Bartz Law Group

Employee Rights Advocates

What Is A Separation Agreement In California Employment Law?

A separation agreement when getting employed in California is pivotal and has significant implications for both employers and employees. Below, you learn about separation agreements in California, exploring their nature, requirements, and the rights it involves, with the help of employment lawyers.

Is an Employee Separation Agreement a Binding Contract?

An employee separation agreement is a legally binding contract in California. The agreement is formed between an employer and an employee on the verge of termination, with the employer offering a severance package. For the employee to receive this package, they must relinquish certain rights against the employer​​.

Contract Requirements

For a separation agreement to be legally binding in California, there are key elements that must be present:

  • An offer;
  • Acceptance of that offer; and
  • Consideration

These are agreed-upon exchanges of value by each party. The employer offers monetary or other benefits, while the employee gives up their legal rights to sue the company. However, the contract’s purpose must be lawful, as any agreement breaking the law would be void​​.

Voidness of Separation Agreements

A separation agreement in California may become void if it requires an employee to give up legally non-waivable rights. In such cases, while the unlawful provision is void and unenforceable, the rest of the agreement might still stand due to the inclusion of severability provisions​​.

Commonality of Separation Agreements

Not every termination in California involves a separation agreement. They are more common in situations like layoffs or downsizing, often offered to maintain the employer’s reputation, even when there is no concern about potential lawsuits​​.

What Rights Does It Require California Workers To Relinquish?

In California, when workers enter into a separation agreement, they are often required to relinquish various legal rights as part of the deal. The specific rights that a worker might waive include:

Waiver of Claims

Workers, in signing separation agreements, often waive rights to file claims related to wrongful termination, discrimination, class action lawsuits, and other potential claims unknown at the time of signing. The waiver details are specified in the severance agreement, and once waived, these rights cannot be invoked later​​.

Rights that Cannot be Waived in a Separation Agreement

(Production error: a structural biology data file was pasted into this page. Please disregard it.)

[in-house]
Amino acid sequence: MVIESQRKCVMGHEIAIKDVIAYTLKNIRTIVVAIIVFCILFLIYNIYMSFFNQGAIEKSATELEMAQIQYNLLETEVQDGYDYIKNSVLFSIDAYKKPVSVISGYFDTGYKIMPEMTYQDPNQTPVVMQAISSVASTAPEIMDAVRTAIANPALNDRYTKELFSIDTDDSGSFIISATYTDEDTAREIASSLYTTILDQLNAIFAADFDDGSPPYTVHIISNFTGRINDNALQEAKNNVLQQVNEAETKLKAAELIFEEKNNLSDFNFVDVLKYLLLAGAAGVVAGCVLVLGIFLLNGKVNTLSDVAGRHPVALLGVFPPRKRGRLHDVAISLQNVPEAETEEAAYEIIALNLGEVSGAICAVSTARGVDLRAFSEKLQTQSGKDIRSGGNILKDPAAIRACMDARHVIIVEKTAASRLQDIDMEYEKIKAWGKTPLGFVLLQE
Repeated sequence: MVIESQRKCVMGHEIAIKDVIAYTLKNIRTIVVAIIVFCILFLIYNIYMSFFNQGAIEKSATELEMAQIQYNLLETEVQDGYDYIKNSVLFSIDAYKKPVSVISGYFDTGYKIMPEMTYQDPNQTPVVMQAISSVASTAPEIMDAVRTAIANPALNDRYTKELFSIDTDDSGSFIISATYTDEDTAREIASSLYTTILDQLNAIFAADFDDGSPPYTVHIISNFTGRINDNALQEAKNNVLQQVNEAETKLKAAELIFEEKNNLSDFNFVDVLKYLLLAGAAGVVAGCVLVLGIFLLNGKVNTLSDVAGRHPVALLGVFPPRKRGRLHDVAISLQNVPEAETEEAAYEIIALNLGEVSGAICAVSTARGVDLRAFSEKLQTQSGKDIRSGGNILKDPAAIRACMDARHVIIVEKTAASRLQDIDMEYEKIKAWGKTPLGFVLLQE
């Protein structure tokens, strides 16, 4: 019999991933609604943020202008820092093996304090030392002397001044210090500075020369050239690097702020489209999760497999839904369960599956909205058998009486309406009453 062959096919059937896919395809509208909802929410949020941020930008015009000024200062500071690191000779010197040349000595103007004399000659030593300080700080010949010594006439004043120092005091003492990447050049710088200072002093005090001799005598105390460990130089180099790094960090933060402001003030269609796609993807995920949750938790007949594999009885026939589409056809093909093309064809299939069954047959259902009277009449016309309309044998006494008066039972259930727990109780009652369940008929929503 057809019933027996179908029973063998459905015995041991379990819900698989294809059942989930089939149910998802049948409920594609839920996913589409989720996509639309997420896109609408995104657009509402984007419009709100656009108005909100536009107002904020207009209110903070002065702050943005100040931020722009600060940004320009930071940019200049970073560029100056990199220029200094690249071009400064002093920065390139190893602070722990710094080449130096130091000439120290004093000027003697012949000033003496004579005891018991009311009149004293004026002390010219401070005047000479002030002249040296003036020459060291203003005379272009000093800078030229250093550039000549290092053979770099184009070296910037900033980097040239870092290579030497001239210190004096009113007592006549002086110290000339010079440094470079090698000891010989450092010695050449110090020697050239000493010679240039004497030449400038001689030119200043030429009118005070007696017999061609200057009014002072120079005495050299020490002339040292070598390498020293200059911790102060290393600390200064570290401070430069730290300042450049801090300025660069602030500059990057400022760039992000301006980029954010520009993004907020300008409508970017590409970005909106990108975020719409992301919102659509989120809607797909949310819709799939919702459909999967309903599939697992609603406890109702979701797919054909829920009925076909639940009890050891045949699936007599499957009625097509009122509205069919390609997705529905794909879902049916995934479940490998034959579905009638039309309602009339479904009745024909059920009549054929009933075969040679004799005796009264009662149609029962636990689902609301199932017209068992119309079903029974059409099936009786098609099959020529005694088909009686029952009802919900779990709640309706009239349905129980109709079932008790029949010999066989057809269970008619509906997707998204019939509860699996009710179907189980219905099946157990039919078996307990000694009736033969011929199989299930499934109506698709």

Certain rights cannot be waived in a separation agreement under California law. These non-waivable rights ensure that certain fundamental protections remain intact for employees, even in the context of a separation agreement. These rights include:

Age Discrimination Claims

Waiving rights to file age discrimination claims under the Age Discrimination in Employment Act (ADEA) requires compliance with the Older Workers Benefit Protection Act (OWBPA). This includes clear, unambiguous language in the waiver, advisement to consult employment lawyers in California, and specified periods for consideration and revocation of the waiver​​.

Severability Provisions

If a separation agreement includes a non-waivable right, that portion is not enforceable by California courts. Most agreements have a severability provision, ensuring the rest of the agreement remains enforceable if a part is found unenforceable​​.

Common Post-Termination Restrictions on Departing Workers in California

These restrictions, also known as restrictive covenants, are designed to protect the employer’s interests after an employee leaves the company. Some of the most common post-termination restrictions include:

  • Non-Disclosure Agreements (NDAs). NDAs restrict former employees from sharing confidential information.
  • Confidentiality Clauses. These clauses prevent the disclosure of certain information about the employer or the company’s operations, strategies, and more.
  • Non-Disparagement Clauses. These clauses restrict former employees from making damaging statements about the employer or the company.
  • Non-Solicitation Agreements. These agreements aim to prevent former employees from soliciting the employer’s clients, customers, and other employees.

Non-Compete Clauses

California employment law generally deems non-compete agreements unenforceable. However, they are still frequently included in contracts as employers attempt to exert control over former employees​​.

Knowing what you could do or not do after switching jobs under separation agreements in California binds the employers and employees. For further guidance, consulting with employment lawyers in California is advisable, especially given the potential complexities and legal implications involved in these agreements.